Mark Shenton in the West End
6 April 2023
There’s nothing little about the huge emotional intensity of Ivo van Hove’s visceral and eviscerating production that adapts Hanya Yanagihara’s epic 2015 novel A Little Life about the effects of long-term childhood sexual abuse for the stage. The story focuses on four male friends from college who have moved to New York City to pursue their different careers. Previously seen in the UK at last year’s Edinburgh International Festival, when van Hove’s Internationaal Theater Amsterdam brought its 2018 Dutch-language premiere here, the same production is now performed for the first time in English by a close-knit ensemble of British actors.
James Norton, Omari Douglas, Zach Wyatt.
Photo credit: Jan Versweyveld.
As someone who has, for the last three years, sat in the rooms of a 12-step fellowship that deals with the impact of family trauma on our lives, I have heard these sorts of stories first hand, in real life. We all have our own stories, and for a time I wondered whether I even belonged there or was entitled to tell mine, as it seemed less “bad” than others I heard. But as I sat reeling, all over again as I had in Edinburgh, at the deep physical and emotional scars inflicted on lead character Jude, and the protective shield that his group of friends and mentors try to throw around him, I realized the universality of this extreme story lies in exactly what many of us in the rooms seek to achieve: to throw off the veil of denial about what has happened to us, and somehow – as Jude is constantly being reminded – accept that it was not our fault; that we are not to blame for it.
Yet Jude, as we are all in danger of doing, continues to act out his desperate self-harming strategies, in his case inflicting physical cutting upon his body, and denying himself the chance of receiving physical love and affection. It is, of course, entirely understandable why he distrusts it so, but as his friend Willem, in particular, tries to break through his armour to reach him, we come to bear powerful witness to the massive and seemingly irretrievable losses of childhood trust and self-esteem that have brought him here. Van Hove, who conceived as well as directs the production, also adapts it with Koen Tachelet and the original novelist, and the effect is at once raw, churning, and spellbinding.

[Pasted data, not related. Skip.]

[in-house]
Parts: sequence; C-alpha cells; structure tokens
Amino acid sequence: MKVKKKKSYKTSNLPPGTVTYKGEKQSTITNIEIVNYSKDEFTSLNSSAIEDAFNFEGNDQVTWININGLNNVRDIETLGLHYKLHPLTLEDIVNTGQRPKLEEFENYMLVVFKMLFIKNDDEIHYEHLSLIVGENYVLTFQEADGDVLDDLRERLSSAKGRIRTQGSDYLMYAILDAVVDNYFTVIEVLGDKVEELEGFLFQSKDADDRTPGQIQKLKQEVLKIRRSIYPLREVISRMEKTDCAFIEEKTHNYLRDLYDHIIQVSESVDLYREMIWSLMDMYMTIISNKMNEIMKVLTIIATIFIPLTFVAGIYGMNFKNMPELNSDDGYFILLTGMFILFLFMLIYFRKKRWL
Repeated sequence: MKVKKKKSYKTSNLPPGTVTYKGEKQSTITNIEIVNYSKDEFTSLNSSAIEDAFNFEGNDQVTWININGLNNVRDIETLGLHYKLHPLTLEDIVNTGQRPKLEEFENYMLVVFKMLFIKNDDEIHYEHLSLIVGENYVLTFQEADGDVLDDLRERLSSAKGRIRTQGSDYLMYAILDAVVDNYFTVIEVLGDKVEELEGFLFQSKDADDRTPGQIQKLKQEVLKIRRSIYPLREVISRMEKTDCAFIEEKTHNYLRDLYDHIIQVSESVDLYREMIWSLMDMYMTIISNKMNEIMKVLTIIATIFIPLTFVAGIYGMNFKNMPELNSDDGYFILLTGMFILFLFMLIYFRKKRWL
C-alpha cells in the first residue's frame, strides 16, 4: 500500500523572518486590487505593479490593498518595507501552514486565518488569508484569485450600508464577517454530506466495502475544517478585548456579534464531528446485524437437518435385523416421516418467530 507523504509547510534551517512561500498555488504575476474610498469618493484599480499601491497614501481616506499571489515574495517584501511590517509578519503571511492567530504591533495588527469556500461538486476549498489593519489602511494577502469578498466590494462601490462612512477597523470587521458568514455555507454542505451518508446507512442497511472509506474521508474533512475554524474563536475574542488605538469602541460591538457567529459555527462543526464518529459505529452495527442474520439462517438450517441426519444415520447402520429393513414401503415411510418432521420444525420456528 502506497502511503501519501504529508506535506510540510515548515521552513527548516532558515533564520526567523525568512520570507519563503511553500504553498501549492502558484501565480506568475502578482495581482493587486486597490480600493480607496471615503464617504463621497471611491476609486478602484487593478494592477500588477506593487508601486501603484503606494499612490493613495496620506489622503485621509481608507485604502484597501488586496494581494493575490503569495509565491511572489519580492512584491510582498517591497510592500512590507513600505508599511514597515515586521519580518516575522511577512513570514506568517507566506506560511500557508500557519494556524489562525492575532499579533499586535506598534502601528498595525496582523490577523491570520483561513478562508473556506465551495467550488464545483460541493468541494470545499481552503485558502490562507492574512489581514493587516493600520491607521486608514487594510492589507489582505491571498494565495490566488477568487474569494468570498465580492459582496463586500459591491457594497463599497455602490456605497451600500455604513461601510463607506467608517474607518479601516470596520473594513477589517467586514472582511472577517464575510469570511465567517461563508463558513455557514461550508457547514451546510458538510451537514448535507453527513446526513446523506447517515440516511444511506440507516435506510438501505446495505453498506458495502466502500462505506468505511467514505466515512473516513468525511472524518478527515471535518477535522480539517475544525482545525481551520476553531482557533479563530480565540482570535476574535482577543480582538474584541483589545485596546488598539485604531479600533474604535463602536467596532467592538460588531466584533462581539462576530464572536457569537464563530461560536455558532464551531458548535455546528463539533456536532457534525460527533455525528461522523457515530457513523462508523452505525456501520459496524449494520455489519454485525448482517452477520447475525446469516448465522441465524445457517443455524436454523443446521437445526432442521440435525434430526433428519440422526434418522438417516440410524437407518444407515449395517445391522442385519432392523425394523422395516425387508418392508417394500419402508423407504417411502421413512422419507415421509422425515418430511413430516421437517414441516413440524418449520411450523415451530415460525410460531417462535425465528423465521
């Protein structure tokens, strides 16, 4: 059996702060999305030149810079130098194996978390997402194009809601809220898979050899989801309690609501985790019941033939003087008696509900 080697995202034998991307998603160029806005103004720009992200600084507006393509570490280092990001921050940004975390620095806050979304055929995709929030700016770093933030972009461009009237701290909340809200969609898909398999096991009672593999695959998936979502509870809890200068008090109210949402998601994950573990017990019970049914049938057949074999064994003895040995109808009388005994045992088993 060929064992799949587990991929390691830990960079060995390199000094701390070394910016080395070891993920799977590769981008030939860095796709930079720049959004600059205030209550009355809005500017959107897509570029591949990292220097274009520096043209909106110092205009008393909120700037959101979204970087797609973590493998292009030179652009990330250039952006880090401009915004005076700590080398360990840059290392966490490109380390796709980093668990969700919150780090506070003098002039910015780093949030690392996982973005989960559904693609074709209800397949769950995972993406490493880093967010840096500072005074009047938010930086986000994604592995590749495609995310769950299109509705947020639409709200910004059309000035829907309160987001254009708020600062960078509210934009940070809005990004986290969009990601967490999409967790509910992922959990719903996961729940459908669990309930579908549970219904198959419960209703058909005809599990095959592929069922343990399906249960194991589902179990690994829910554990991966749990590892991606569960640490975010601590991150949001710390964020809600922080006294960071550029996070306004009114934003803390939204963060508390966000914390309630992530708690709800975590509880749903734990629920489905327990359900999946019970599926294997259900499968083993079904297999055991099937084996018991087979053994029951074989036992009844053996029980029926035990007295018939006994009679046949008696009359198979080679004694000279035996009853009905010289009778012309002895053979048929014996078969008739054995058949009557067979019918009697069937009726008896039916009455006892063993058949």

Zach Wyatt, Luke Thompson and James Norton.
Photo credit: Jan Versweyveld.
Some might choose to dismiss A Little Life as a kind of trauma porn. But speaking from my own point of view – even if my story was a lot less severe – it feels utterly real and authentic. Van Hove’s production brings an aching, documentary-like realism to it – the self-harming episodes are particularly difficult to watch – but there’s also a wonderfully affirmative tenderness to it, too. In the midst of it all, Jude is now surrounded by kindness, as various friends seek to rescue him.
It certainly helps that the seemingly helpless Jude is played by rising star James Norton: who wouldn’t want to rescue him? Norton brings a shattering vulnerability to the stage that makes your heart break; his total conviction and commitment to the role see him exposing himself in every possible way, including extensive scenes in which he appears naked. (There was a terrible breach of the norms of what this entails when a theatregoer took illicit photographs of him and the Daily Mail published them online in a further disgusting lack of respect: a kind of perpetuation of the very abuse that the character himself suffers.)
But then this is a play that compels everyone onstage to strip emotional layers and reveal themselves fully, if not always physically; there’s wonderful work, too, from Luke Thompson, Omari Douglas, Zach Wyatt, and Zubin Varla as Jude’s friends and protectors, while Elliot Cowan is the sinister monk who abuses him, and Nathalie Armin is the psychiatrist Ana who tries to help him face his past harms.
The production is long (three hours and 40 minutes) and very demanding on the actors as well as the audience, some of whom are placed onstage with the actors, so there’s nowhere for anyone to hide. Van Hove’s partner and principal collaborator Jan Versweyveld provides the set, lighting, and video design (with slow-motion scenes from deserted Manhattan streets filling screens on either side of the stage) that further heightens a sense of overpowering claustrophobia that makes the action all too plausible.
A Little Life is a big play that is a must-see.